Special Sub-Topic: The 100 Greatest
|In 2002, the BBC launched "100 Great Britons" inviting the public to choose their favourite ever British citizen. The top 10 included greats from the arenas of science, entertainment, literature, politics, engineering and royalty. Who was chosen from these final ten as the finest Briton of them all?|
Winston Churchill. After the voting for the top 100 was completed, documentaries were made about each of the top ten personalities presented by their individual champion. After all ten had been broadcast a live studio debate was conducted between the ten advocates whilst a fresh vote establishing the final order of the top ten was conducted.
Churchill's champion was Labour MP and former minister, Mo Mowlam. Despite the controversies over Churchill's role in the Dardenelles Campaign (Gallipoli), he came out comfortably on top of the final poll. A concerted effort by students at Brunel University saw their man take the second spot and the remainder of the top ten were, in order, Diana - Princess of Wales, Charles Darwin, William Shakespeare, Isaac Newton, Elizabeth I, John Lennon, Admiral Nelson and Oliver Cromwell.
|There was outrage that the BBC's list of "100 Great Britons" was almost exclusively white, with Freddie Mercury the only non-white making the top 100. In response, the BBC launched a second poll; "Great Black Britons". Who topped this poll?|
Mary Seacole. It was felt by members of the black community that this second poll was necessary because too many people were unaware of the contributions made to Britain's culture and heritage by its black population.
Jamaican-born Mary Seacole was one such person whose monumental achievements had perhaps been overlooked in favour of her better-known contemporary, Florence Nightingale (who appeared in the 100 Great Britons list at number 52). Seacole, like Nightingale, is best remembered for her work in assisting the sick during the Crimean War.
Mary Seacole was an expert in tropical diseases and offered her services to the British War Office when cholera and other diseases decimated the troops of the British and their allies. Her offer was turned down, almost certainly on the grounds of her race, and she was not included in the band of nurses assembled by Florence Nightingale to travel to the Crimea in 1854.
Seacole was not deterred and decided to fund her own journey to the Crimea to set up the "British Hotel". Without resources, Seacole collected scrap wood and metal to provide the materials for the construction of the hotel and eventually in March 1855 it opened; providing a mess, from where pretty much anything could be bought, and comfortable convalescence for injured and ill officers.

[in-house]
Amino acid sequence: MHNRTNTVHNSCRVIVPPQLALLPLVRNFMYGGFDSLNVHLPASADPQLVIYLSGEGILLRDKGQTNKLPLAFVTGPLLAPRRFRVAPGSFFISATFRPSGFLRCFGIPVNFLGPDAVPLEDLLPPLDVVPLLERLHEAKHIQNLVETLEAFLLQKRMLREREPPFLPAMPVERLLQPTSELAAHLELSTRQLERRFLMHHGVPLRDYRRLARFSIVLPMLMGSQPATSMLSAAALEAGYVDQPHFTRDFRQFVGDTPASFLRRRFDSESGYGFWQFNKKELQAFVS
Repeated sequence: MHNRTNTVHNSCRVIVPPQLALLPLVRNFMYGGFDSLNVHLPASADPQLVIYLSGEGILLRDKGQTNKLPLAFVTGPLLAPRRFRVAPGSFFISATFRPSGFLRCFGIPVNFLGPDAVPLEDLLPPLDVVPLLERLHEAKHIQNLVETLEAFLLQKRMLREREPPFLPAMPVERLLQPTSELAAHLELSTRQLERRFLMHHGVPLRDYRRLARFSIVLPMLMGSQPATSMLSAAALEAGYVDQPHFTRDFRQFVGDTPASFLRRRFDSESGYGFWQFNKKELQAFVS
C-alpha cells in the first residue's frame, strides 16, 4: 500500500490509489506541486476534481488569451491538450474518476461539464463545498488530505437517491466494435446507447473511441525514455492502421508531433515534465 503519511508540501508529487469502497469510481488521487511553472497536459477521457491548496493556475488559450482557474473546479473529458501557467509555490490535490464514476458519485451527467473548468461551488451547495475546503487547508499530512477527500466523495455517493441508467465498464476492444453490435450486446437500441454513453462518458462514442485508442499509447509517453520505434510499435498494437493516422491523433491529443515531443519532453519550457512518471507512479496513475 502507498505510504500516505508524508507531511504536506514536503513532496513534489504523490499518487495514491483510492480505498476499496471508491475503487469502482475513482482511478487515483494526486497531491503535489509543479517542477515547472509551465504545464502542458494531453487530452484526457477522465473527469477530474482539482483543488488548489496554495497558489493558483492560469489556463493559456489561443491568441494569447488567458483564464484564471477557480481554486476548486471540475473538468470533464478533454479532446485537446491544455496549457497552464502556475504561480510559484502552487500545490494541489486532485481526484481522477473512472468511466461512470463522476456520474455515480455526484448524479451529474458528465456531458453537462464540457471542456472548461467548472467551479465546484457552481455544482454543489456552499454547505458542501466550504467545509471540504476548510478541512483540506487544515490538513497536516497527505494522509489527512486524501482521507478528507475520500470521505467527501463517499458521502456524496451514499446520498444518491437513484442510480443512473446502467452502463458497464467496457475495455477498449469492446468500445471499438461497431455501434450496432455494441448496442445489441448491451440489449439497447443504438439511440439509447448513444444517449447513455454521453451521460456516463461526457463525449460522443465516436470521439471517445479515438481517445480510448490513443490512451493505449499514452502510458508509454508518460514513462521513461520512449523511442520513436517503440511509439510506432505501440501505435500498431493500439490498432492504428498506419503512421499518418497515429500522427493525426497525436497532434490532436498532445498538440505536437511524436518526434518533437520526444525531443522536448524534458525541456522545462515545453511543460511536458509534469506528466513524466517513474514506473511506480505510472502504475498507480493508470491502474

Because the hotel charged for its services, served alcohol and was open to non-military visitors it was frowned upon by officialdom and by Nightingale herself, who considered it little more than a brothel. However, her establishment and her care were very much appreciated by those who had call for it. Furthermore, Seacole made no profit from her ventures; returning to England destitute and virtually penniless.
The "Greatest Black Britons" programme was successful in bringing the achievements of Mary Seacole and many of the other members on the list to the attention of the wider British public.
|The first country to repeat the format of the British show was Germany who broadcast "Unsere Besten" (Our Best) in November 2003. The show caused great controversy, not least because of the arguments over who could and could not be counted as German. Which giant of German history topped the final poll?|
Konrad Adenauer. The shortlist of over 300 from which the final 100 were chosen was pre-selected by a panel of experts. This controversial decision was taken for two primary reasons; to establish who could rightly be considered German, and to remove from the list controversial characters who might attract uncomfortably large support, such as Adolf Hitler and East German Communist leader, Erich Honecker.
Even with this pre-selection, there were some controversial choices amongst the top 100, with Austrians upset that Mozart and Sigmund Freud had been included and the Poles furious that Nikolaus Kopernikus was claimed as a German.
The final list contained some impressive names and giants of culture and history but as with Great Britain it was a politician who topped the list. Konrad Adenauer had been in politics from the early years of the twentieth century but it was the period following World War II for which his high standing was earned.
In 1948 Adenauer formed a new political party, the Christian Democratic Union, which stressed the importance of the individual above the collective and above political systems, in deliberate contrast to what Adenauer considered the twin evils of Nazism and Communism. In his role as party leader he became the first chancellor of the newly-formed Federal Republic of Germany (or West Germany) in 1949; a position he held for the next fourteen years. In his time as chancellor, he moved West Germany from a fledgeling state struggling to recover from years of war to a stable democracy and a successful economy.